The Committee of Science of the Ministry of Education and Science of Kazakhstan recently held a training workshop for journalists on the subject “The Interdisciplinary Approach to the Study of the Ethno-Genesis of Kazakhs.”
The training seminar was conducted in accordance with instructions from the Kazakhstan Secretary of State Marat Tazhin. The choice of the subject is justified by its topicality, as the population’s genome can unlock a revolution in the understanding of history and expand its horizons.
For Kazakhstan, this is a relatively new kind of historical science. According to young scientists Zhaksylyk Sabitov from Gumilev Eurasian National University and genetics specialists from Nazarbayev University Maxat Zhabagin and Aikyn Askapuly who conducted the workshop, genetic studies in the twenty-first century will become the main method of studying ethno-genesis of any people. This interdisciplinary approach, formed at the intersection of history and genetics, will be able to make a breakthrough in the study of the ethno-genesis of Kazakhs.
In the first 60 years of the twentieth century, twice Nobel Prize winning Linus Pauling advanced the idea that the accumulation rate of DNA mutations is constant and it can be used as a sort of molecular clock in evolutionary history, including in the study of events in the evolutionary history of man.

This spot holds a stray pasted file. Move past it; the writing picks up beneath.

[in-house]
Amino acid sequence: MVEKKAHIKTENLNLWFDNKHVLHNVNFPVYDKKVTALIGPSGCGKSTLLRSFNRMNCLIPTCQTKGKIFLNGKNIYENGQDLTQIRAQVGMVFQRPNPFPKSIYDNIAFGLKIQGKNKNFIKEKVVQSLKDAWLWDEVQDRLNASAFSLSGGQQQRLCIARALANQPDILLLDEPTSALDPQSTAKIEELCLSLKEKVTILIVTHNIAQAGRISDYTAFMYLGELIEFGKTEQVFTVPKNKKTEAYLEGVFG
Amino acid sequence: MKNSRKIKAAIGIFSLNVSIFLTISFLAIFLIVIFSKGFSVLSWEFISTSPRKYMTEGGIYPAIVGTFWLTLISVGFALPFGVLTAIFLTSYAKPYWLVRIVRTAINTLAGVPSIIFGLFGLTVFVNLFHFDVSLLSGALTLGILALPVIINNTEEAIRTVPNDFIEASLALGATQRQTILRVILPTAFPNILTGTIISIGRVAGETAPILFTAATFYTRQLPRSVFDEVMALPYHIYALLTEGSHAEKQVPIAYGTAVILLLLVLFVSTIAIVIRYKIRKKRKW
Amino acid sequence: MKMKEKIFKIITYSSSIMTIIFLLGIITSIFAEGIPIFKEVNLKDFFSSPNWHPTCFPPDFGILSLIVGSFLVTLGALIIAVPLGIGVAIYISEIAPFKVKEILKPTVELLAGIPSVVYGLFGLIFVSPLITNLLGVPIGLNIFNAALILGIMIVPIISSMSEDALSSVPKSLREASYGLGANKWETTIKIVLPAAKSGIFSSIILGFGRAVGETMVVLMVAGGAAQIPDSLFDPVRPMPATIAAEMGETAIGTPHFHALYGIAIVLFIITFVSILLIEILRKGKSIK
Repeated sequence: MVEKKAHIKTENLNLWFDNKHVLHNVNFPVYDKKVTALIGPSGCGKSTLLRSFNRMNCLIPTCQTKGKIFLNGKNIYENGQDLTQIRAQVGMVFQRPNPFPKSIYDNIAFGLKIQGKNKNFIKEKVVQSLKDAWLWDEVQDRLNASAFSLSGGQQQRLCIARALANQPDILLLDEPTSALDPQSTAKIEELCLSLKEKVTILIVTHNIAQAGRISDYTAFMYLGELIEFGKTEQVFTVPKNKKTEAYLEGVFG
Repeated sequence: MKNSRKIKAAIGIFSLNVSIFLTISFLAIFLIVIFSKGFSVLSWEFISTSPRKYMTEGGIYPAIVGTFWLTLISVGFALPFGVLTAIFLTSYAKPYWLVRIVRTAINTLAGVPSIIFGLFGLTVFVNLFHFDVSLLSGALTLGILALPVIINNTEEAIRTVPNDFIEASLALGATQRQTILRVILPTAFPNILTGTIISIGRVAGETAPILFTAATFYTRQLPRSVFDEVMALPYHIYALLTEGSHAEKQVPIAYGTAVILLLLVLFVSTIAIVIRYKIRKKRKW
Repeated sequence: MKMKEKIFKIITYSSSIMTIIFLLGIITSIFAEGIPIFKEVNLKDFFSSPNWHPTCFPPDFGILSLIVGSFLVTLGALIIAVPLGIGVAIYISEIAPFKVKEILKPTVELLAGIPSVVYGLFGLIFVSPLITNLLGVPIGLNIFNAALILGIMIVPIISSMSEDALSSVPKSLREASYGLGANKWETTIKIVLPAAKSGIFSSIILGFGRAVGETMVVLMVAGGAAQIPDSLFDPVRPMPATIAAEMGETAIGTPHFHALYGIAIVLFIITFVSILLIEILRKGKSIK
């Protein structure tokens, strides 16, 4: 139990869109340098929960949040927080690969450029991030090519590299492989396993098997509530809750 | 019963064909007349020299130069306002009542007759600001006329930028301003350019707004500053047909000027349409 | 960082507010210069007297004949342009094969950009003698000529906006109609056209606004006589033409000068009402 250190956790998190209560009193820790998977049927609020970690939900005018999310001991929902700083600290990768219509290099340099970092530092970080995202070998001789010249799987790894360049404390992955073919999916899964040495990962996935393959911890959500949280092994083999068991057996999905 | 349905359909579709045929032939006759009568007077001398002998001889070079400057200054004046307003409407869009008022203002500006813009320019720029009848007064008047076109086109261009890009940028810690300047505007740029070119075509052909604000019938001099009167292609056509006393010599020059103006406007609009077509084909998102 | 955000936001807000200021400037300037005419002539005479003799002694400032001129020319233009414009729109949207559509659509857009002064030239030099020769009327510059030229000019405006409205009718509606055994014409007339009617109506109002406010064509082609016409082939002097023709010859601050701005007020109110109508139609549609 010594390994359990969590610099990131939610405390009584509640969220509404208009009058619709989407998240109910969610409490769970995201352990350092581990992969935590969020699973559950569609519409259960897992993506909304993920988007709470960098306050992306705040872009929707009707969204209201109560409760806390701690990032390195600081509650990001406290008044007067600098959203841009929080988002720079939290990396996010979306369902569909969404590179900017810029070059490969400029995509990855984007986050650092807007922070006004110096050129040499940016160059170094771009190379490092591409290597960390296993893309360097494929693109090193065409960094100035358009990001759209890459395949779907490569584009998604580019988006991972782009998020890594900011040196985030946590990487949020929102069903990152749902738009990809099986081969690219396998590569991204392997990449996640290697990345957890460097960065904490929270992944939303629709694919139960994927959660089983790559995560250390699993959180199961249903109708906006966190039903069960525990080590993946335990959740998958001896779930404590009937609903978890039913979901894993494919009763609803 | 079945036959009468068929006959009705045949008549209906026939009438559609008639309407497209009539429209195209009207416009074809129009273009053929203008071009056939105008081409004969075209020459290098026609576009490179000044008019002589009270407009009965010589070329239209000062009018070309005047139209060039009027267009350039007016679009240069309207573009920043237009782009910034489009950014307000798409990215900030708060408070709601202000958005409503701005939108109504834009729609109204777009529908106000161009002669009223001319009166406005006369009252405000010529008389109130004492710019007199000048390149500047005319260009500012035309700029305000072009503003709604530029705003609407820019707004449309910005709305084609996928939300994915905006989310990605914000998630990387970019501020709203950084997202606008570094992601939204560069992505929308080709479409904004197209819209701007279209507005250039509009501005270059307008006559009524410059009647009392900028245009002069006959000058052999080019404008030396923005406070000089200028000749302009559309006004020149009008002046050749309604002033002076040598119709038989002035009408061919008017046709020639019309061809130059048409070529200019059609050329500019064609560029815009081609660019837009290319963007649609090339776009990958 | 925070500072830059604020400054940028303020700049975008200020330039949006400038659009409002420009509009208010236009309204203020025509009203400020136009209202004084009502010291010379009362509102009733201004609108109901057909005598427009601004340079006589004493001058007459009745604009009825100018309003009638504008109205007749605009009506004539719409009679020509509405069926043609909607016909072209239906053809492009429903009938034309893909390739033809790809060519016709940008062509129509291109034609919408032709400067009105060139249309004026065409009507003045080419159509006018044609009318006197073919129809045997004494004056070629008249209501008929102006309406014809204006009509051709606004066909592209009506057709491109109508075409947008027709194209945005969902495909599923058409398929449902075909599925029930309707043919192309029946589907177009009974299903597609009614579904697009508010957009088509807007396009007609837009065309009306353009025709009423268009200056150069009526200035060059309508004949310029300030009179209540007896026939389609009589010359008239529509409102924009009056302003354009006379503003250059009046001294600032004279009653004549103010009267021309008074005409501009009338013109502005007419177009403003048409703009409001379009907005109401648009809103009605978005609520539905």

The Y-chromosome aroused great interest in scientists and historians who studied human populations this way. This is the smallest chromosome in the human genome and contains about 80 genes, a very small number compared to other chromosomes which have about 1,500 genes. But researchers have found that the Y-chromosome is passed exclusively from father to son, thereby, its descent can be theoretically traced by recording the male line through one’s ancestors.
“The study of the Y-chromosome on DNA markers is a new applied historical method which will test today’s scientific beliefs,” Sabitov said. “The population’s DNA can help historians answer many questions when ‘the files keep silence’ and reveal the secrets of time. There is no end to the work that can be done in this field. Today, our scientists have investigated the origin of only major tribes and clans, for example, the genealogy of Abul Khair Khan.”
The intense ethnic medley, especially in the era of great migration of Huns and later, the Turkic tribes and Mongols, left its mark on the appearance of the Kazakhs. In addition, during these turbulent ethno-migrations, the Kazakhs’ ancestors mingled with other ethnic groups, often assimilating them into their ethnicity. Scientists believe that the population’s genes could show these moments in history. The fact that Kazakhs have kept their genealogy, unlike other nations, will help them.